Discovered at Slashdot:
“Several years ago, the U.S. National Institutes of Health instituted a policy whereby publications whose research was supported by federal funds were to be made freely accessible a year after publication. The rationale was that the public paid for the research in the first place. This policy is now threatened by legislation introduced by, you guessed it, a Congresswoman who is the largest recipient of campaign contributions from the scientific publishing industry. The full text of the bill, H.R. 3699, is available online.
From the bill:
SEC. 2. LIMITATION ON FEDERAL AGENCY ACTION.
No Federal agency may adopt, implement, maintain, continue, or otherwise engage in any policy, program, or other activity that–
(1) causes, permits, or authorizes network dissemination of any private-sector research work without the prior consent of the publisher of such work; or
(2) requires that any actual or prospective author, or the employer of such an actual or prospective author, assent to network dissemination of a private-sector research work.
So, like, that doesn’t sound too bad, right? I mean, if the public sector has done some research, but it doesn’t want that research released, then they should be well within their rights to keep that research under wraps. Like, if you own it, you should control how it’s published, right?
(3) PRIVATE-SECTOR RESEARCH WORK- The term ‘private-sector research work’ means an article intended to be published in a scholarly or scientific publication, or any version of such an article, that is not a work of the United States Government (as defined in section 101 of title 17, United States Code), describing or interpreting research funded in whole or in part by a Federal agency and to which a commercial or nonprofit publisher has made or has entered into an arrangement to make a value-added contribution, including peer review or editing. Such term does not include progress reports or raw data outputs routinely required to be created for and submitted directly to a funding agency in the course of research.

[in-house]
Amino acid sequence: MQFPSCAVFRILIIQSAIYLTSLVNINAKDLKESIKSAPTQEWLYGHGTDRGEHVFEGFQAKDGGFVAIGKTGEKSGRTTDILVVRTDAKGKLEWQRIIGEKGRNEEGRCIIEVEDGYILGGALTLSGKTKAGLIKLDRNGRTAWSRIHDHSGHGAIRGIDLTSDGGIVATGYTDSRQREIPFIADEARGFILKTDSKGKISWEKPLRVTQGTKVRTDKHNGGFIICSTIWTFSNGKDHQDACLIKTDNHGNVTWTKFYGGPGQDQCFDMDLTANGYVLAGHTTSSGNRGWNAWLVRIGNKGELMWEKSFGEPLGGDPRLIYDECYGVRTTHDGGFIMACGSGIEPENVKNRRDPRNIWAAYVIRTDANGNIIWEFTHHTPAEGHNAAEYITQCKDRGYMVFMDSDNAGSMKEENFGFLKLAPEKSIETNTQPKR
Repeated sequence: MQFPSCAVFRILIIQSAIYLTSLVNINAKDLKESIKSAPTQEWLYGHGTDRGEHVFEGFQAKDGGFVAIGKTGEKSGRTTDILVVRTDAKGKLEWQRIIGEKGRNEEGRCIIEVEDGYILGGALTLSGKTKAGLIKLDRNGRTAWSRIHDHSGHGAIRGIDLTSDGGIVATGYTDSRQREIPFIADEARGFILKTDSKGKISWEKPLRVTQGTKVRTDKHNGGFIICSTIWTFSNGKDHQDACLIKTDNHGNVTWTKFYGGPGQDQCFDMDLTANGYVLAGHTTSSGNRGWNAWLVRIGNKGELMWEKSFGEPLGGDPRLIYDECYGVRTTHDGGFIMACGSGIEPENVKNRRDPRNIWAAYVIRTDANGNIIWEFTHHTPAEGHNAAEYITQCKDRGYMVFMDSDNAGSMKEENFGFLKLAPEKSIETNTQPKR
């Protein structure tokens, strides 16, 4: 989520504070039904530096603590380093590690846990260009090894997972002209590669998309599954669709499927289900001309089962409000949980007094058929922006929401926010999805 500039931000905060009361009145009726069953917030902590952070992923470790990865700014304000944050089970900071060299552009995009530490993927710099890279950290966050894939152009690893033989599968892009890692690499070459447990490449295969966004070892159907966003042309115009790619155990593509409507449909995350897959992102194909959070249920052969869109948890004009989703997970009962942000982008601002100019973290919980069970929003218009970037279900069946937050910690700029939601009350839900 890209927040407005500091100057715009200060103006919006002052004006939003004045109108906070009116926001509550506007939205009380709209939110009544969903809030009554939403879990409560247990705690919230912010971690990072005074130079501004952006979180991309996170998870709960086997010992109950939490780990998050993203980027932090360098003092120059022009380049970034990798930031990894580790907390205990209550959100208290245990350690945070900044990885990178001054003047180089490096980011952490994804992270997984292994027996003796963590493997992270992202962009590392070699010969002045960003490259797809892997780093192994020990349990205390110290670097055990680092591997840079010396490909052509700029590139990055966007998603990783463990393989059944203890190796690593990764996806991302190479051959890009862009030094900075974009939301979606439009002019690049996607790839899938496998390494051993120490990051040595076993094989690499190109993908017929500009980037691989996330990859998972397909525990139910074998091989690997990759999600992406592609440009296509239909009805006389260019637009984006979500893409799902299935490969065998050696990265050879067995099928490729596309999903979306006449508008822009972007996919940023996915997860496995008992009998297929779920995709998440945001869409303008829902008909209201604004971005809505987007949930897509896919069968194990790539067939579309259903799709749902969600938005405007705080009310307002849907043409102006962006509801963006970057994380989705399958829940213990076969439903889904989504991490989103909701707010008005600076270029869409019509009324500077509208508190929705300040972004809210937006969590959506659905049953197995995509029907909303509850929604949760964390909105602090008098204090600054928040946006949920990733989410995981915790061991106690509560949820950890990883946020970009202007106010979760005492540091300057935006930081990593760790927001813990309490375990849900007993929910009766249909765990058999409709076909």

So basically, if any private party (eg anyone who isn’t a federal employee) contributes to a publication in a value-add way (eg peer review or editing), even if that research was funded by the government, they have a right to withhold that publication from being distributed? Is that what I’m seeing?
Sheesh. Please someone correct me if I’m mis-reading this. I’m no lawyer, and it’s been awhile since I’ve made a practice of parsing government legalese.